While overlapping symptomatology does not necessarily imply a common etiology, several lines of evidence support the contention that the explosive emotionality and behavioral dyscontrol displayed by BPD patients may represent interictal phenomena. Neuropsychological testing has revealed a pattern of neurocognitive impairment among BPD subjects which supports the hypothesis that temporal lobe dysfunction contributes to the development and maintenance of borderline phenomena. The principal goals of this study are to: 1) determine the frequency of complex partial seizure (CPS)-like symptoms among borderline personality disorder (BPD) patients, in comparison to major depressive disorder, anxiety disorder, and normal control subjects; 2) examine the relationship between Limbic System Checklist-33 scores and performance on a neuropsychological measure sensitive to non-dominant temporal lobe dysfunction (i.e., the Rey-Osterrieth Complex Figure Test); and 3) document episodes of traumatic brain injury (TBI) among BPD patients and explore the relationship between TBI and the emergence of of BPD. This will permit determination of the temporal relation between TBI and the onset of borderline symptoms.
Presented at Eastern Psychological Association, 1999.
Orbitofrontal circuit dysfunction underlies a distinct behavioral continuum with specific clinical syndromes, obsessive-compulsive disorder (OCD) and psychopathy, representing extreme deviations in circuit activity. Our research explores the concept of a circuit-specific neurobehavioral continuum which encompasses both psychopathological states and nonclinical variations in personality. In experiment 1, standard personality scales were used to place 38 university students along our proposed personality continuum. Position on this continuum predicted performance on a neuropsychological test sensitive to orbitofrontal dysfunction and predicted the degree of autonomic arousal during the presentation of emotionally-charged stimuli. In experiment 2, we administered a more sophisticated protocol to a small clinical sample (OCD patients and antisocial personality disorder (APD) subjects) and nonclinical controls. Analysis of subjects performance on neuropsychological measures sensitive to orbitofrontal dysfunction revealed significant group differences. Both OCD patients and APD subjects exhibited performance deficits, in comparison to nonclinical controls, on three orbitofrontal measures. However, clinical subjects scored similarly to controls on measures of dorsolateral-frontal function. Moreover, variation in measures of OC/psychopathy-related personality traits among student and community samples strongly correlate with performance on tasks sensitive to orbitofrontal dysfunction.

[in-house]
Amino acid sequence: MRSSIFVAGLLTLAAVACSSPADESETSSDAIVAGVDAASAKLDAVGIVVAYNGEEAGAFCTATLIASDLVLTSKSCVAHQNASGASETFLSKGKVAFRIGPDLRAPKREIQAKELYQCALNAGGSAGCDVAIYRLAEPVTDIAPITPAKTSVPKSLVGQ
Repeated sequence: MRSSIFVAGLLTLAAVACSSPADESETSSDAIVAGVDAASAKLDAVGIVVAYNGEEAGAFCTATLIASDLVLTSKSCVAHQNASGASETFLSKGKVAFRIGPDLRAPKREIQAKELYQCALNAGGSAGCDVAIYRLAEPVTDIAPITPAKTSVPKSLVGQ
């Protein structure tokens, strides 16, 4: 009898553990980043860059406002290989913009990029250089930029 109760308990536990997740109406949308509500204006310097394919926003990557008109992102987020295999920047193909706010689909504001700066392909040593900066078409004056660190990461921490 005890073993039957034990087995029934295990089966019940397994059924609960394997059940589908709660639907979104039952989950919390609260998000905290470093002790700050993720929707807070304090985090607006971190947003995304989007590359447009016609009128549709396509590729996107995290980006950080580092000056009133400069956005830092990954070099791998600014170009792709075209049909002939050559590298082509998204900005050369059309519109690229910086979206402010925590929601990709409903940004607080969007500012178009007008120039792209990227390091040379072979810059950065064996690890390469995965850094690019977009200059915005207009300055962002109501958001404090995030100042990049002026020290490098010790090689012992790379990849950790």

Manuscript in preparation